By Douglas Black, Hong Kong University of Science and Technology

Hong Kong, September 2019. Photo: Douglas Black.

Carrie Lam has been allowed to withdraw Hong Kong’s maligned extradition bill after three months of continuing protests, but the situation continues to escalate. Protesting children are being taken from their families. There are allegations that protesters may have been killed by police and subsequently covered up. Both Beijing and the millions who live in the semi-autonomous territory are in need of real solutions, yet any solution to the current gridlock must include a serious look at the remaining demands represented by the protesters: remove Carrie Lam from her position, meaningfully investigate police misconduct, release activists and others in police custody, and safeguard Hong Kong’s nascent democracy.

Rather than the de-escalation Beijing intended by allowing the bill’s withdrawal, the situation is now made more precarious through two factors: (1) extreme pressure on Xi Jinping from both within the Party and beyond to quell the unrest before the PRC’s national day on October 1 and (2) a fundamental schism between the way the Party and many in the Chinese state see reality through their “China Dream” and the reality of the lives of millions of Hongkongers.

In essence, Beijing has backed themselves into a corner, but their worldview denies them visibility of the right solutions. Continue reading

Nasif Ahmed: Hong Kong Independence

“Hong Kong Independence”, by Nasif Ahmed.

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What is the Evidence of ‘Forced Organ Harvesting’ in China?

Journal of Political Risk, Vol. 7, No. 7, July 2019

By Matthew Robertson, Victims of Communism Memorial Foundation

Tianjin First Center Hospital, right, and the Oriental Organ Transplant Center, left, seen in Tianjin, China on December 1, 2016. Data from official records about the hospital, and admissions by medical staff, suggest it performs thousands of transplants annually. Simon Denyer/ The Washington Post via Getty Images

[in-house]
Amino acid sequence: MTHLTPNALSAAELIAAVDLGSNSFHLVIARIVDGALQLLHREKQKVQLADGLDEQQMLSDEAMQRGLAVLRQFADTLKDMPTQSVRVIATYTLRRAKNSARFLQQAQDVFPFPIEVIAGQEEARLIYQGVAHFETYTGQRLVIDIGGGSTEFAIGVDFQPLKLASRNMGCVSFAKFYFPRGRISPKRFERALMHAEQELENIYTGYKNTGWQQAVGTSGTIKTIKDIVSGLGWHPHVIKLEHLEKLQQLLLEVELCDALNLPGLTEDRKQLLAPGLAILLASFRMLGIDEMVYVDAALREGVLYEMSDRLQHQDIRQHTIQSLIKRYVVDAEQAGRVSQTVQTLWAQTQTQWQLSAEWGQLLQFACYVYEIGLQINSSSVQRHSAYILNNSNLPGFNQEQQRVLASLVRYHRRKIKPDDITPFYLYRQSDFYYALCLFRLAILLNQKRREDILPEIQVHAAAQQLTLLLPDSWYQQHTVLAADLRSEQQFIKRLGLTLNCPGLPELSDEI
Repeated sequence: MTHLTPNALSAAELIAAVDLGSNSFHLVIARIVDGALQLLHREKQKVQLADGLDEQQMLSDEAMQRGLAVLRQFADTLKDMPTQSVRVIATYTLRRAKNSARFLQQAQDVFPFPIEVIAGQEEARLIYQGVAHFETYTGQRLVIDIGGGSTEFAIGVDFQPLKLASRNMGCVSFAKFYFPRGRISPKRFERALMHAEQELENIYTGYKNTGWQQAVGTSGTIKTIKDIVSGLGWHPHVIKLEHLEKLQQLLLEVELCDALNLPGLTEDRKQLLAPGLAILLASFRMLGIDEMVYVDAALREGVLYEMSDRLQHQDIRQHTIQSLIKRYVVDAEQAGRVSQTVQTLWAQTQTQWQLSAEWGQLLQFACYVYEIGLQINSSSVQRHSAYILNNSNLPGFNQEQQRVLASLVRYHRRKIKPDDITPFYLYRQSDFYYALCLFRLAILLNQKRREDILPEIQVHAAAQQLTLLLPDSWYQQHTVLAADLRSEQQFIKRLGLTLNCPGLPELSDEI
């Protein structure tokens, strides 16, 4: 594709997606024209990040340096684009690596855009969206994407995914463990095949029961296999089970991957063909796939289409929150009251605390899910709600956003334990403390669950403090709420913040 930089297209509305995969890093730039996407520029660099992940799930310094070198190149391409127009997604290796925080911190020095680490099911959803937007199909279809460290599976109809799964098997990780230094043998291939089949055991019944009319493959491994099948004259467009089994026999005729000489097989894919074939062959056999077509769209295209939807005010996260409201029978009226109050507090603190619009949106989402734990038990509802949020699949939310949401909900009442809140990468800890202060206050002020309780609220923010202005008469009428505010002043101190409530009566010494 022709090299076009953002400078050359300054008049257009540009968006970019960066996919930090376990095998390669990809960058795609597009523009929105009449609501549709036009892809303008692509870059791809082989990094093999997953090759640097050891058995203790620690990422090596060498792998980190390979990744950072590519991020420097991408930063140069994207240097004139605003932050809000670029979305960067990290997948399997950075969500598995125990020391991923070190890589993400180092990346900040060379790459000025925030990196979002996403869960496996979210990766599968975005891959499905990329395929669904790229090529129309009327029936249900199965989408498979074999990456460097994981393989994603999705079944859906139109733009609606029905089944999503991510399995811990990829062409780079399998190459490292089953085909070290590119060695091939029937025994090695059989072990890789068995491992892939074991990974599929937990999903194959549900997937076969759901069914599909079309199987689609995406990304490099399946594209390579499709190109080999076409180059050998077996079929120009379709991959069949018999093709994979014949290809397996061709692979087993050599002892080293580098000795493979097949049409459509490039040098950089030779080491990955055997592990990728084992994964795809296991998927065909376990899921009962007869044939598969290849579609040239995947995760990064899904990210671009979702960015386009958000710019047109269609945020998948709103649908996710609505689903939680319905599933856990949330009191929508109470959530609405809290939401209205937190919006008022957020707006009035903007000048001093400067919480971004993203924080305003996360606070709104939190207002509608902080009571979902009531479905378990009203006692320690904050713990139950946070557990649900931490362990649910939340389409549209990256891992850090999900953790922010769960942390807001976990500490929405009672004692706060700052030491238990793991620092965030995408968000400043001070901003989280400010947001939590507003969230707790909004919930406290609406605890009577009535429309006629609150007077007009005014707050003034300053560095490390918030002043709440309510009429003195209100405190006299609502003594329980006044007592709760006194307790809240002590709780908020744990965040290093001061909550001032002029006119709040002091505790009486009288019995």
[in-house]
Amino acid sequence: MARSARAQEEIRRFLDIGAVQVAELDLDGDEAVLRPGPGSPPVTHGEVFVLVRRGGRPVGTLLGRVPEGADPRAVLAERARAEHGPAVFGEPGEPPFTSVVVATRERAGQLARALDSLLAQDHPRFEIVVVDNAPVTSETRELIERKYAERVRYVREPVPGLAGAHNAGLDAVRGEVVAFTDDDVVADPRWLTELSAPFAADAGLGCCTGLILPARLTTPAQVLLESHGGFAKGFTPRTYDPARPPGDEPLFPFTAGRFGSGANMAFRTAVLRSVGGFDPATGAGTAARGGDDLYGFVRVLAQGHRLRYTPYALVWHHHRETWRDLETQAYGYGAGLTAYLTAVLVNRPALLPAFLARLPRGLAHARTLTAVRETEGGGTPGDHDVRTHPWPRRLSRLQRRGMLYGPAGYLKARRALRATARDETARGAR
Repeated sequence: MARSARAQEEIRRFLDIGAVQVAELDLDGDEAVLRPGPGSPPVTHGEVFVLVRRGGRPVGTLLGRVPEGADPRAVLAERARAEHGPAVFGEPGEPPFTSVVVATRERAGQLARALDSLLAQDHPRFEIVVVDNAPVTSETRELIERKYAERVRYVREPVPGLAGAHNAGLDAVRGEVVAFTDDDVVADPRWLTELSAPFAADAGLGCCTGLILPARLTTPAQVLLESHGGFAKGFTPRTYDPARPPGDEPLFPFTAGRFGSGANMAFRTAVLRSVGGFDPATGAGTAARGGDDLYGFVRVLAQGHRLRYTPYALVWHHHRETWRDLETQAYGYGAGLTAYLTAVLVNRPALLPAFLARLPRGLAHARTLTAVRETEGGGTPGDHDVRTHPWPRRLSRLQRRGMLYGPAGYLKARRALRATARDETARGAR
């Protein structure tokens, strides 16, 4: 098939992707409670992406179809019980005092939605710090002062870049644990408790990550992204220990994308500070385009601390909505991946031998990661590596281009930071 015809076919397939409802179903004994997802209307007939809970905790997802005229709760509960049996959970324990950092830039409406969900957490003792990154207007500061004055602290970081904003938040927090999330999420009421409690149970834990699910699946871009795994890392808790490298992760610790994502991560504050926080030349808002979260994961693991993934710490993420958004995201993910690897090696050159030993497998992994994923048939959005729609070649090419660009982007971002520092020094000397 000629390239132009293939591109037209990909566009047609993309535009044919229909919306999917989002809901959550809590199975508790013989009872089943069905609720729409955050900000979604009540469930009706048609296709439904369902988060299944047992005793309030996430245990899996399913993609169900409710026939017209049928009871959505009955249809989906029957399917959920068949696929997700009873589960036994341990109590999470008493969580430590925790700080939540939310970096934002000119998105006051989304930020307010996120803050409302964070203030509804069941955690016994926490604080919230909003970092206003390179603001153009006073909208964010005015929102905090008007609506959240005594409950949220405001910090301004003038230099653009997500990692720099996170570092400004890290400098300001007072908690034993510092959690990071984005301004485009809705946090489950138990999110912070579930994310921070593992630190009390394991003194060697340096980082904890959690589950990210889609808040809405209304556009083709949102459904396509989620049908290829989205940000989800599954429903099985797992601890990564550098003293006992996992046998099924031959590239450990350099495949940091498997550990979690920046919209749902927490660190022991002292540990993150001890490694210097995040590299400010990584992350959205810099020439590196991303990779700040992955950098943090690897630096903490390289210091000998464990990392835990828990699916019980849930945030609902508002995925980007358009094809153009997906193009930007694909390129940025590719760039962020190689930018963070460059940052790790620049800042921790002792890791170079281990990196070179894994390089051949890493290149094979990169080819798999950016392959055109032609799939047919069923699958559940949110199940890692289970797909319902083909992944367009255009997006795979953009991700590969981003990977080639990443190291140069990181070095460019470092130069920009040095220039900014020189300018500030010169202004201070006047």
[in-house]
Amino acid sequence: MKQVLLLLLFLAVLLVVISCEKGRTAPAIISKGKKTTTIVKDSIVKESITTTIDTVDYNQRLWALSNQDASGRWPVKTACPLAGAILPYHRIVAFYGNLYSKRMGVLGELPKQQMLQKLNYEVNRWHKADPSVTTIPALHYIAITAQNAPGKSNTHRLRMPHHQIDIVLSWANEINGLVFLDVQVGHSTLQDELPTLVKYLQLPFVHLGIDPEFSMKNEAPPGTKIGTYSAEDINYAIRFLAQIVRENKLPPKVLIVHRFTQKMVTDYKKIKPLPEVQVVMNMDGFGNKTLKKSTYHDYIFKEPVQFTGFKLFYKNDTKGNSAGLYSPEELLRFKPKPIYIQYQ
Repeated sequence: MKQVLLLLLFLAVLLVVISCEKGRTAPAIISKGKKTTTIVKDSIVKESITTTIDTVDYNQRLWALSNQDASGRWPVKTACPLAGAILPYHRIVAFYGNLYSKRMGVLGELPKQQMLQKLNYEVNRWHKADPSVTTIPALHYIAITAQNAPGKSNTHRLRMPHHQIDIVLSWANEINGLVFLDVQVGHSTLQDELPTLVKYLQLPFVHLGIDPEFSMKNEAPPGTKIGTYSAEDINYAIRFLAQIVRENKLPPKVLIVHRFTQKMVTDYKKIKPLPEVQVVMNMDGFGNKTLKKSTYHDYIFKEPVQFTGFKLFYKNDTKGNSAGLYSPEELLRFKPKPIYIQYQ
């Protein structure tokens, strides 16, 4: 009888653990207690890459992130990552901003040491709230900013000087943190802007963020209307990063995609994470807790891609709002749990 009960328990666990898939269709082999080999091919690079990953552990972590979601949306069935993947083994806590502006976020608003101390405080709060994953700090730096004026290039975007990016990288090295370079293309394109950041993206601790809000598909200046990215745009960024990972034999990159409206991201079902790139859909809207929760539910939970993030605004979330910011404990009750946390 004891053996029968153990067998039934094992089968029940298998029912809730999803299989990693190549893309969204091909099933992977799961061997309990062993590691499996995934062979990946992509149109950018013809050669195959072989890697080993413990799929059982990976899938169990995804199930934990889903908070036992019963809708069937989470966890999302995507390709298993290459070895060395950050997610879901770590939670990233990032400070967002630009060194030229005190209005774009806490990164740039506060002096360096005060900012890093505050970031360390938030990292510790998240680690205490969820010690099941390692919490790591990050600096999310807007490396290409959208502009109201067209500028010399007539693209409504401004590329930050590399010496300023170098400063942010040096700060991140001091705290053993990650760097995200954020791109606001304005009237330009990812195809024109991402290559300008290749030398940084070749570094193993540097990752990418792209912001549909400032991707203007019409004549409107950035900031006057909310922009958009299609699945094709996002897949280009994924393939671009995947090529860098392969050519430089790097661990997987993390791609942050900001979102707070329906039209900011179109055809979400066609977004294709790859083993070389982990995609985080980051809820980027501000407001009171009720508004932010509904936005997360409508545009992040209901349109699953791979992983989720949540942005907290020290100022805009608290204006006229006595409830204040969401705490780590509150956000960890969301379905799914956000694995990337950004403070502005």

On June 17 in London a “people’s tribunal” chaired by Sir Geoffrey Nice QC, prosecutor of Slobodan Milosevic at The Hague, issued a judgement stating that “forced organ harvesting” has taken place in China for over 20 years, and continues to this day. It concluded that practitioners of Falun Gong have been “probably the main” source of organ supply, adding that the violent persecution and medical testing of Uyghurs make it likely that they too are victims, or at least are highly vulnerable targets for organ harvesting now and in the future. The findings have been widely reported.

The tribunal has thus reaffirmed a long-standing allegation: that the Chinese security services and military, working with transplant surgeons in hospitals, use prisoners of conscience as a living organ bank — blood and tissue-typing them, entering their biometric data into databases, and killing them on demand (or removing their organs before they die, as some Chinese medical papers suggest, and as testified to by the Uyghur former surgeon Enver Tohti) for paying recipients. Transplant surgeries typically cost hundreds of thousands of yuan (or hundreds of thousands of dollars for tourists), and recipients then take immunosuppressants for the rest of their lives. Depending on the scale of the practice, this would make it a multi-billion dollar industry. Continue reading